Smart Layers is a product suite that currently includes 6 different UI widgets (including share, follow, recommended content). Although each widget contains unique functionality, there are many similarities between the widgets.
For example, all widgets create and append DOM elements, listen to events, support user-specified options, utilize CSS3 show/hide animations, etc. Once we put our code architect hats on, we realized that:
We needed an inheritance model that could handle both unique widget functionality and common logic without code duplication.
Instance properties are properties that are scoped to a particular instance object and are not propagated to other instances (unless you go out of your way to change that). Let’s look at an example:
1 2 3 4 5 6 7 8 9 10 11 12 13 14 15 16 17 18 19
In the previous example, each instance object contains one instance property (name). Since each instance object’s properties are not propagated to each other, they are not aware of each other’s changes.
All prototype properties are kept in sync and visible to each instance.
Let’s demonstrate prototypes by expanding upon our previous code example:
1 2 3 4 5 6 7 8 9 10 11 12 13 14 15 16 17 18 19 20 21 22 23 24 25 26 27 28 29 30
For Smart Layers, every widget instance reuses the same object as it’s prototype. This both simplifies the codebase and makes it easy to make changes that need to be propagated to all widgets.
Since every widget is created in a similar way, we needed a design pattern to take care of the instance creation process. Smart Layers uses the Factory pattern as a generic interface for creating instance objects.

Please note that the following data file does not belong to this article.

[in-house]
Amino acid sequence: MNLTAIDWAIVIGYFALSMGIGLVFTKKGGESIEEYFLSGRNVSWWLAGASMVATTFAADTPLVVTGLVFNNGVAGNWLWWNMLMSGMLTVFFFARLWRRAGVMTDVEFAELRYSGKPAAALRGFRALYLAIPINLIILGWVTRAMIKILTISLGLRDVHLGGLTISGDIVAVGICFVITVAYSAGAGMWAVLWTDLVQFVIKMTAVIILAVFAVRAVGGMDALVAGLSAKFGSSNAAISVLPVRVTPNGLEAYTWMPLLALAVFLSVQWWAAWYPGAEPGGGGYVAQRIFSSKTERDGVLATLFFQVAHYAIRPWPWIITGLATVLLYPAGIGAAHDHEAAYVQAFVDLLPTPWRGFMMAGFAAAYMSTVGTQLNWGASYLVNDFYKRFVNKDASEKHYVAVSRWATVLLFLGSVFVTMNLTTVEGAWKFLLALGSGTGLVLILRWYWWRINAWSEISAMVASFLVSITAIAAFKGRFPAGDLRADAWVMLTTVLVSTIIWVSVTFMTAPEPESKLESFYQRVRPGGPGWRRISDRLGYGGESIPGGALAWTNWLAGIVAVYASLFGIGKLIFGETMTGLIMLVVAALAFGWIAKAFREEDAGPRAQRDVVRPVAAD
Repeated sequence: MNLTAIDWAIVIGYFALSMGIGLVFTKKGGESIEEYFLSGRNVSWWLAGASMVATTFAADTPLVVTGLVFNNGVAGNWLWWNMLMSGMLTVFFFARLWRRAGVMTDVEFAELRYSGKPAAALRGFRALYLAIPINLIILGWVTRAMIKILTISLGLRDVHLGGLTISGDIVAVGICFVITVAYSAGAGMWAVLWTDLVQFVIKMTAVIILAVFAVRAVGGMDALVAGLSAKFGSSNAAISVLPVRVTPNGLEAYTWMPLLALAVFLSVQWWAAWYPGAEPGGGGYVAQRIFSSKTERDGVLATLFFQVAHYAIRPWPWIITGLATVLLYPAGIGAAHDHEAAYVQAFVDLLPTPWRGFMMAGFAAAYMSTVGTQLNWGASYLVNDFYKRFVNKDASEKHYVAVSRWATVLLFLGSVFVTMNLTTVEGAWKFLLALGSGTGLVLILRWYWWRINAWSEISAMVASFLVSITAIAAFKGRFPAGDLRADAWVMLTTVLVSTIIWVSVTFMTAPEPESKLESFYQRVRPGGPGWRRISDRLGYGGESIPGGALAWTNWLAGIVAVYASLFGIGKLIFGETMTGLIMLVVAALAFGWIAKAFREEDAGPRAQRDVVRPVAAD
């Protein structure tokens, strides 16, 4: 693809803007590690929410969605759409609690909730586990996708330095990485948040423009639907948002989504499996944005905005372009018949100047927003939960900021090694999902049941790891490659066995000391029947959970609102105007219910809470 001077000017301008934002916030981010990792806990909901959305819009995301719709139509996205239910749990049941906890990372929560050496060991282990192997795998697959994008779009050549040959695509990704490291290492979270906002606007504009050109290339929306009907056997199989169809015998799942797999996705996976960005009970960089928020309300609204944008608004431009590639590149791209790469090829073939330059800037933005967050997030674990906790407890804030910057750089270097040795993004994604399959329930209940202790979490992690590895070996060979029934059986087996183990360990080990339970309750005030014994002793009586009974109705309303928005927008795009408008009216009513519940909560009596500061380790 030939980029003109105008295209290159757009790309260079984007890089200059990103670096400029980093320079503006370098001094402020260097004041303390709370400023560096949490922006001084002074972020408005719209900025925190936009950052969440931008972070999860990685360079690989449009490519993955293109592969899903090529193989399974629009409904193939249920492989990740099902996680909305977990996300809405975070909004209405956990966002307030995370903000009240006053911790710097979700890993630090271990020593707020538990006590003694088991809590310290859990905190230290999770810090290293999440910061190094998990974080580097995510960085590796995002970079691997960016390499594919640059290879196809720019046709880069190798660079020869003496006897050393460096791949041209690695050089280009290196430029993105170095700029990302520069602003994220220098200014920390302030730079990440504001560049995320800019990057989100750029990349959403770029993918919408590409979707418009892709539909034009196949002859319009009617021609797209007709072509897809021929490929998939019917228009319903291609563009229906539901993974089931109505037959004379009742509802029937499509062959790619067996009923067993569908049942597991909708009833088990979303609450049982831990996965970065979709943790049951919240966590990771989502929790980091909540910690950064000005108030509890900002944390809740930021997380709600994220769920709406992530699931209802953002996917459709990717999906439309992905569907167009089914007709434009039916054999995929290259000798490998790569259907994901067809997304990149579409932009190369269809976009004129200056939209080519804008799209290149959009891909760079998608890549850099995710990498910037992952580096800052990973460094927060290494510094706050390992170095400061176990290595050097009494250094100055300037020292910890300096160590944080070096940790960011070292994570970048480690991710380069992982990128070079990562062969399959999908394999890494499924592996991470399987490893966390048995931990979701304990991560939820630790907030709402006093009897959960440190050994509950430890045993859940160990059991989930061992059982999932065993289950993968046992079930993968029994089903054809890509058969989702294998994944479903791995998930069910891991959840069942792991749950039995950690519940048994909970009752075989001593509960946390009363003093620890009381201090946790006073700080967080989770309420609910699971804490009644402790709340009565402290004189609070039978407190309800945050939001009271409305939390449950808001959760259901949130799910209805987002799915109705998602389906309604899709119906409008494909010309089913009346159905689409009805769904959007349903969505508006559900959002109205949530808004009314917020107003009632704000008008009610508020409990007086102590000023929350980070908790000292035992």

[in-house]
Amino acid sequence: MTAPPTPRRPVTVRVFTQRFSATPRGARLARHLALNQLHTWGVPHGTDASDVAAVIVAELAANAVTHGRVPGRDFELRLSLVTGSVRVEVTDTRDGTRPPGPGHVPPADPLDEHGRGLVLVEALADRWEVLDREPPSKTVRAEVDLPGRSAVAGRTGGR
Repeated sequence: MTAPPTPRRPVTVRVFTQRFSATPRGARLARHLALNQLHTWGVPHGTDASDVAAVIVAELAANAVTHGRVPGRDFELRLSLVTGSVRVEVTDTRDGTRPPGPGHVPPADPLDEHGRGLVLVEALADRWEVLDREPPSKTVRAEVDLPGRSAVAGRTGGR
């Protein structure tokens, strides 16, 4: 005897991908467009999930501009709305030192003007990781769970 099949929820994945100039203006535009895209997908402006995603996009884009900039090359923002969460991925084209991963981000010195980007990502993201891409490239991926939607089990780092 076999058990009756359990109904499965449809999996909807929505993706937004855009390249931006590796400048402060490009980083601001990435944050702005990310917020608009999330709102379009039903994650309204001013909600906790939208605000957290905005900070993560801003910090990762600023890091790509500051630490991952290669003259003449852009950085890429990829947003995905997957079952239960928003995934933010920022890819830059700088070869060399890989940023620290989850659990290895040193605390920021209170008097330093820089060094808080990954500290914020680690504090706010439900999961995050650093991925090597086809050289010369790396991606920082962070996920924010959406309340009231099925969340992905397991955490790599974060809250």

Here’s a high-level look:
1 2 3 4 5 6 7 8 9 10 11 12 13 14 15 16 17 18 19 20 21 22
The previous example shows a
factory() method that can be called by passing a string name and an object literal containing all of the desired instance properties.
Let’s look at a basic example of the module pattern:
1 2 3 4 5 6 7 8 9 10 11 12 13 14 15 16 17 18 19 20 21 22 23 24 25 26 27
This example demonstrates that all local variables, declared using the
var keyword, are only accessible within the declaring function or other nested functions.
In our example, a person’s first name, last name, and occupation are all local variables. An object, that includes the
firstName property, is then returned inside of our constructor function. Since the
firstName local variable is the only variable returned, it is the only property that can be retrieved from a different scope.
The module pattern is an example of a closure, since a local property is kept alive and can be referenced inside of a different scope.
Here’s a more practical example:
1 2 3 4 5 6 7 8 9 10 11 12 13 14 15 16 17 18 19 20 21 22 23
This demonstrates the technique that Smart Layers uses to expose public API methods. All methods that start with an underscore are assumed to be private and are not returned as a public method.